After patients develop cataracts, the leading cause of blindness, vision can often be restored through surgery. But little can be done to restore vision in patients with glaucoma, the second-leading cause of blindness, or other forms of optic-nerve damage.
Researchers led by Andrew Huberman, PhD, associate professor of neurobiology, have restored partial vision for the first time in mice whose optic-nerve cables were completely severed. They coaxed the cables, which convey visual information from the eye to the brain, to regenerate, retrace their former routes and re-establish connections with the appropriate parts of the brain.
Information is transmitted from the eye to the brain via the retinal ganglion cells, whose long, wirelike axons travel down the optic nerve and then fan out to more than two dozen areas of the brain. Like most axons in the mammalian central nervous system, retinal axons do not regenerate, so damage means permanent vision loss. One reason: a set of molecular interactions called the mTOR pathway, which enhances axons’ growth, winds down after early development.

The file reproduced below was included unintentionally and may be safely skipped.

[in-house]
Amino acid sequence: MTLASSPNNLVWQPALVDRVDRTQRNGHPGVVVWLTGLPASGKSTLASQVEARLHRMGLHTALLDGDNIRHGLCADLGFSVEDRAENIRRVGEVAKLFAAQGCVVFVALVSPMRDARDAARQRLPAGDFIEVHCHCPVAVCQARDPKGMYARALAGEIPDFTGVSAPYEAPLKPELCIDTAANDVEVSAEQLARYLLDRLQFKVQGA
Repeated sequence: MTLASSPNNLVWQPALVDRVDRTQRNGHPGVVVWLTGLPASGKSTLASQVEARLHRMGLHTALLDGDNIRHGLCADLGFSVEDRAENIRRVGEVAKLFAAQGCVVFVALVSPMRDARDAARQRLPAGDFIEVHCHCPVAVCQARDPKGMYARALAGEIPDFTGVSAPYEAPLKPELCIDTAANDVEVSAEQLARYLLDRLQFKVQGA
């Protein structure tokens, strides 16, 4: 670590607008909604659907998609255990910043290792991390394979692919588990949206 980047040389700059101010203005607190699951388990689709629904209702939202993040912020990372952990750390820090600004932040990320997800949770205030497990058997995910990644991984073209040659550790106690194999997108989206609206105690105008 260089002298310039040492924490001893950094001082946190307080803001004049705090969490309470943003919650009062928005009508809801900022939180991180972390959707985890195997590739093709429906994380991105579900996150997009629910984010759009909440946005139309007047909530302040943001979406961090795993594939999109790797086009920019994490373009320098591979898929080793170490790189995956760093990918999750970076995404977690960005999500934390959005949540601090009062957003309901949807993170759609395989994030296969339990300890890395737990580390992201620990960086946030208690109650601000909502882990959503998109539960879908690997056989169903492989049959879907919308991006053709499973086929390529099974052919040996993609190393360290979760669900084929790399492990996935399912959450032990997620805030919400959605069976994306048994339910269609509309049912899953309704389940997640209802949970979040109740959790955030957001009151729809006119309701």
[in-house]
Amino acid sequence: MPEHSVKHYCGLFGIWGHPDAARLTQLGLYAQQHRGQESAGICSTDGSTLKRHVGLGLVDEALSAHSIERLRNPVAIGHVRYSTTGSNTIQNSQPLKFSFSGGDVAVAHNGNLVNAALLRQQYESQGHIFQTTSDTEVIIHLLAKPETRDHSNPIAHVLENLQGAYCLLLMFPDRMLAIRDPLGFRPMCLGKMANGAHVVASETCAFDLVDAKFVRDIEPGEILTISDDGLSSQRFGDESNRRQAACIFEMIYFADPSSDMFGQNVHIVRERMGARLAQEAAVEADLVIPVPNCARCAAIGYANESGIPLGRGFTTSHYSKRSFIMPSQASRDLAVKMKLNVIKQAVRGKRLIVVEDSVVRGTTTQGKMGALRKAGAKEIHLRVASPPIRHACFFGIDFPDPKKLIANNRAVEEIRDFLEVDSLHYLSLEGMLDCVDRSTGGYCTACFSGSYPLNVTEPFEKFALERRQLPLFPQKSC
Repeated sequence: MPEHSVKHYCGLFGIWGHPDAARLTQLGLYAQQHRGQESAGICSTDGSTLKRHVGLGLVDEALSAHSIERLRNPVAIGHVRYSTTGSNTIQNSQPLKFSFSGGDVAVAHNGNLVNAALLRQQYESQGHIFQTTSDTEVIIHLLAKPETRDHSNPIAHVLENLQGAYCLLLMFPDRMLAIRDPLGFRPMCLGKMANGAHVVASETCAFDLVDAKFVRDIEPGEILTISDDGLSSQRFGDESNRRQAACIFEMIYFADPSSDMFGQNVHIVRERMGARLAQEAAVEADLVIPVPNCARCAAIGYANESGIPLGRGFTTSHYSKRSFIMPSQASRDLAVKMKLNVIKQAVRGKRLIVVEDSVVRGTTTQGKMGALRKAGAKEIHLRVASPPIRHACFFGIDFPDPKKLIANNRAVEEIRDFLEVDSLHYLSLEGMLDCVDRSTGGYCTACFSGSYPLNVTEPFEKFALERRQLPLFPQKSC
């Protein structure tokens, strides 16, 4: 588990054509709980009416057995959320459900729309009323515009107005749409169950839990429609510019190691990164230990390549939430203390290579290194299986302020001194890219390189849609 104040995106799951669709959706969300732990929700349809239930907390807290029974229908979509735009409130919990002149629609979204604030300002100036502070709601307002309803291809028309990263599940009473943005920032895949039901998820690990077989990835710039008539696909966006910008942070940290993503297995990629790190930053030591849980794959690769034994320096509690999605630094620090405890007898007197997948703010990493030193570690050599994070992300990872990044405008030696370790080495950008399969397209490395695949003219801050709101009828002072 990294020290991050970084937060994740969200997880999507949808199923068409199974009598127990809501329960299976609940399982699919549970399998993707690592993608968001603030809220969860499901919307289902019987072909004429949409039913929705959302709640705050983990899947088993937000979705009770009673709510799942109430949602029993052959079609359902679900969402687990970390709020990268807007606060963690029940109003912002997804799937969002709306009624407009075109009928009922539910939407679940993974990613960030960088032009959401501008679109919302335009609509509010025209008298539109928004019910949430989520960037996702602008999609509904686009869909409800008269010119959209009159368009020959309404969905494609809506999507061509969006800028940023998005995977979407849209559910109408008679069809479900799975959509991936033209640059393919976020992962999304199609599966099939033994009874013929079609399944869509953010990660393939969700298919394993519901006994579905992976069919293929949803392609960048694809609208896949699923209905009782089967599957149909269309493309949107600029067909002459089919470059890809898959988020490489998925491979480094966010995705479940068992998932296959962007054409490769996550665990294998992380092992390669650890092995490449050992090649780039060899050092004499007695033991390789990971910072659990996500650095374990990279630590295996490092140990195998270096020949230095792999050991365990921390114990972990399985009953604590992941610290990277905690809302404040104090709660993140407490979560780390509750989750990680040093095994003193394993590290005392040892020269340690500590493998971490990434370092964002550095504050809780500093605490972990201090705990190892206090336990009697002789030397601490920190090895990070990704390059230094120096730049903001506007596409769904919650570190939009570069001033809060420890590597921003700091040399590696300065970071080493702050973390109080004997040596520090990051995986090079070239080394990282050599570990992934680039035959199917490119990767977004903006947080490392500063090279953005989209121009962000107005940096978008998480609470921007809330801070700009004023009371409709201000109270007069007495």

When the researchers biochemically activated the mTOR pathway in mice, exposed them to constant visual stimulation in the form of a moving black-and-white grid and covered their undamaged eye to encourage them to use their damaged eye, substantial numbers of axons regrew and migrated to their appropriate destinations in the brain. The mice were able to use that eye to discern an expanding dark circle — analogous to an approaching bird of prey — but not for tasks that required finer visual discrimination.
Huberman is the senior author and Jung-Hwan Albert Lim, a graduate student at the University of California-San Diego, is the lead author of the study, which was published in the August 2016 issue of Nature Neuroscience.